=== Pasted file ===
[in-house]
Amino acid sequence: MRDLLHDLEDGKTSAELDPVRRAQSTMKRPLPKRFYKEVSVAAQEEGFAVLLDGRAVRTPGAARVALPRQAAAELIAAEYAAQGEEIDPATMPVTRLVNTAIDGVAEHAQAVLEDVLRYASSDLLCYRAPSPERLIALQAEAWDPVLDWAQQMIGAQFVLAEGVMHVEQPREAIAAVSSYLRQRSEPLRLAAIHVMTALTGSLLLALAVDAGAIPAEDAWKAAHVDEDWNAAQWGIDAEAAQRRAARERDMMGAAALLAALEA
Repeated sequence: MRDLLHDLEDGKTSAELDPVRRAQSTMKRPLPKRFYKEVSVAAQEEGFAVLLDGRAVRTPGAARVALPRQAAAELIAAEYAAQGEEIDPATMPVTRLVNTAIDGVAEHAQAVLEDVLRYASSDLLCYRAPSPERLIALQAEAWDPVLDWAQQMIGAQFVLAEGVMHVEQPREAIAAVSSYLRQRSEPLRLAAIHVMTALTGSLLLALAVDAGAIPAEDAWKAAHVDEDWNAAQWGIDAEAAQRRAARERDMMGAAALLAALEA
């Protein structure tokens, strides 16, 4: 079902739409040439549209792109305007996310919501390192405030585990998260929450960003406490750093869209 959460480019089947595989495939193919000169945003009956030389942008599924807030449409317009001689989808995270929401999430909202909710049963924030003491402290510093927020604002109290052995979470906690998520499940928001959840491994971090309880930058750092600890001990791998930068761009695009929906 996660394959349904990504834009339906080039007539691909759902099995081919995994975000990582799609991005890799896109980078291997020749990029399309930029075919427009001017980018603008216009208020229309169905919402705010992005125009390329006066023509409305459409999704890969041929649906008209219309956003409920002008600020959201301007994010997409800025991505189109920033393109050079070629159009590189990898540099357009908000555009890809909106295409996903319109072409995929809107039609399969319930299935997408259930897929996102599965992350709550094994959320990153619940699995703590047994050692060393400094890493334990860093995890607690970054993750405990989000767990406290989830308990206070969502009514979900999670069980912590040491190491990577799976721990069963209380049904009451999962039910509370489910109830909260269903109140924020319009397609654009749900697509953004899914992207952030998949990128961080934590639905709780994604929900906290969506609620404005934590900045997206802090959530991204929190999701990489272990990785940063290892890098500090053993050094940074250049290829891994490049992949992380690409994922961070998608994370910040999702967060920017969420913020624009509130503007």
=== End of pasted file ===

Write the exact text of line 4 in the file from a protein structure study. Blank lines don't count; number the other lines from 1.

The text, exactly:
């Protein structure tokens, strides 16, 4: 079902739409040439549209792109305007996310919501390192405030585990998260929450960003406490750093869209 959460480019089947595989495939193919000169945003009956030389942008599924807030449409317009001689989808995270929401999430909202909710049963924030003491402290510093927020604002109290052995979470906690998520499940928001959840491994971090309880930058750092600890001990791998930068761009695009929906 996660394959349904990504834009339906080039007539691909759902099995081919995994975000990582799609991005890799896109980078291997020749990029399309930029075919427009001017980018603008216009208020229309169905919402705010992005125009390329006066023509409305459409999704890969041929649906008209219309956003409920002008600020959201301007994010997409800025991505189109920033393109050079070629159009590189990898540099357009908000555009890809909106295409996903319109072409995929809107039609399969319930299935997408259930897929996102599965992350709550094994959320990153619940699995703590047994050692060393400094890493334990860093995890607690970054993750405990989000767990406290989830308990206070969502009514979900999670069980912590040491190491990577799976721990069963209380049904009451999962039910509370489910109830909260269903109140924020319009397609654009749900697509953004899914992207952030998949990128961080934590639905709780994604929900906290969506609620404005934590900045997206802090959530991204929190999701990489272990990785940063290892890098500090053993050094940074250049290829891994490049992949992380690409994922961070998608994370910040999702967060920017969420913020624009509130503007």